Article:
Turkey is such an underrated meat and trying to find recipes how to barbecue turkey can be a nightmare if you’re outside of the Thanksgiving or Christmas season. So fear not, I've got loads of great recipes below to make grilling or smoking turkey really easy no matter what time of year it is.
I guess it’s underrated as a meat because it’s really easy to get it wrong, especially if you are roasting the whole bird. Indeed I’ve regularly cooked a Turkey using a general rule of thumb such as so many minutes per pound and I always end up with something that’s bone dry on the breast.
So that tells me that there's no substitute for a bbq thermometer. It's not a cop out to use one, there are other traditional methods such as the long skewer to give the bird a prod and see what colour the juice runs but this method is not fail safe. I used to think myself "above" using a temperature probe but now I wouldn't be without one.
Click here for an accurate guide to safe internal meat temperatures. On this basis you won’t find me being very prescriptive on cooking times and clearly with barbecuing it really depends so much on the strength of the fire / warmth of your smoker.
So having just extolled the virtues of safe cooking for poultry I'm now going to have you throwing your hands up in the air in disgust. Or maybe you might find this interesting? They swear by this method in France and I've tried it and it definitely gave me the best results I've ever had. The simple rule is that when you've finished cooking a whole turkey, cover it with foil and let it rest the same length of time that you have cooked it.
Whether you choose to apply this rule rigidly or maybe go for a couple of hours resting I'll leave to you. By the time you come to carve your turkey the core temperature will inevitably have cooled but the meat will be supremely moist because all the juices mobilised during the cooking will have been re-absorbed into the meat and reached a gelatinous consistency. Serve on hot plates with hot veg and hot gravy.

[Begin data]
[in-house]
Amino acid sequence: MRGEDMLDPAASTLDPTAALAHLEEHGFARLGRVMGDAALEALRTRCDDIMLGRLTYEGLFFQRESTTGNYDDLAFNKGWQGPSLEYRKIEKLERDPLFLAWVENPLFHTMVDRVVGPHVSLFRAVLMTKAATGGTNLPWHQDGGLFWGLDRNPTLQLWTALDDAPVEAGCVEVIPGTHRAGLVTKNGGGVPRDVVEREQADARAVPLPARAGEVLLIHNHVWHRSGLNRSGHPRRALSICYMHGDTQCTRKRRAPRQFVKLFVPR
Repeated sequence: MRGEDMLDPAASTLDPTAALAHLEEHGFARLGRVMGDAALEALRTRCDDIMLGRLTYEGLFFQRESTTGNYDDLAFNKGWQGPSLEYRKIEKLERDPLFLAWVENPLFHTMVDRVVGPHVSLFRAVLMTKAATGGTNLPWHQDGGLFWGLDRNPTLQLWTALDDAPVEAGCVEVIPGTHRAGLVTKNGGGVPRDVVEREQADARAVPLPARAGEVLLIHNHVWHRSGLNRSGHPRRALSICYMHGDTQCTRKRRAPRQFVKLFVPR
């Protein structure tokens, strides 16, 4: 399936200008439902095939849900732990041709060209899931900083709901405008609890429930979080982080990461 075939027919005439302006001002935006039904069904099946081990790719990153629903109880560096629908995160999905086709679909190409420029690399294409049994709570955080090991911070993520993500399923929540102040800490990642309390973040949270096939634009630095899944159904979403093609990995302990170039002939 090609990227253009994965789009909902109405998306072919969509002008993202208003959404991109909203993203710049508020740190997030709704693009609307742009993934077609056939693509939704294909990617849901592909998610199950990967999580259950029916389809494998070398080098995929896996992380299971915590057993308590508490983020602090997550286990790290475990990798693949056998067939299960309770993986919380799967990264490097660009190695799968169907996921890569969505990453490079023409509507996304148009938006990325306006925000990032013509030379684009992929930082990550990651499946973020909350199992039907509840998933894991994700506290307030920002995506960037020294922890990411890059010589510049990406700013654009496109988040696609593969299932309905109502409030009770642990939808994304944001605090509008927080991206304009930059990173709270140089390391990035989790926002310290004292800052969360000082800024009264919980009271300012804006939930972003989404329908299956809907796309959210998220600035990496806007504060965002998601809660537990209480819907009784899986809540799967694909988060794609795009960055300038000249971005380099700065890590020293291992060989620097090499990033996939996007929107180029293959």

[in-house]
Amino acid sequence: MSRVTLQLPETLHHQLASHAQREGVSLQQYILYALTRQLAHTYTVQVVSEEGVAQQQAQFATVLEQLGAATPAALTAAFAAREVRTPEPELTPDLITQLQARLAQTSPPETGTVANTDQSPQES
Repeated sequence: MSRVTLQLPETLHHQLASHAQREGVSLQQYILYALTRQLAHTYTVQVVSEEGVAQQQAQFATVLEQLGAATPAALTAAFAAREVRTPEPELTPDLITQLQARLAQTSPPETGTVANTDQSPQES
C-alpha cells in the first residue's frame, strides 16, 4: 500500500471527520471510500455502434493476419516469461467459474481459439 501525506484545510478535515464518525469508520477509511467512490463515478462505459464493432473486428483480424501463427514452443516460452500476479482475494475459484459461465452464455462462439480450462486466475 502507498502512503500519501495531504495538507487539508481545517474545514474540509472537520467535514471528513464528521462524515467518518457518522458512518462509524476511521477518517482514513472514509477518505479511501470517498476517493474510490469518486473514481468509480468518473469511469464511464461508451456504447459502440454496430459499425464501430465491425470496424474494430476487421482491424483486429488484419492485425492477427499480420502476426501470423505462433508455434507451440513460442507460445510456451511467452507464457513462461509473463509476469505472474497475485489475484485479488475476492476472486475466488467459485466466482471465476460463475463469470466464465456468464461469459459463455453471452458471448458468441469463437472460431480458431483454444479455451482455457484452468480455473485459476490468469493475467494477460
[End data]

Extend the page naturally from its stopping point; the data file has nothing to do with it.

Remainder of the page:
You can also help the cause by buying a quality turkey, either wild or organic is best. It’s not just about animal welfare, the meat tastes better too and buying a quality bird is the sure fire way to ensure a perfect Thanksgiving or Christmas meal.
I suppose I’m as guilty as the next man for only cooking a barbecue turkey once a year and the most important family meal of the year and then I’m surprised that I get it wrong? So resolution No.1 is to barbecue turkey once a month through the year and get it right.
Or try this Christmas Barbeque Turkey Recipe with lemon and garlic butter.
And don't miss my essential tips for cooking smoked turkey.
For The Grill:-
Thai Grilled Turkey Legs - Succulent turkey thigh smothered in a green curry paste.
It's interesting to note that there's no clear reason why turkey is the traditional bird served for Thanksgiving. The most plausible to me is probably the least exciting...it was on the table at the first Thanksgiving meal (amongst other things) and it simply evolved from there.
Turkey for British Christmas dinner however has been commonplace since the 17th Century albeit other birds such as goose, capon and duck were also popular. Again there seems to be no clear reason why turkey took the lead, some cite Charles Dickens and his Christmas Carol character Bob Cratchitt dining on turkey as being a defining moment but it would appear that evolution rather than revolution was at play.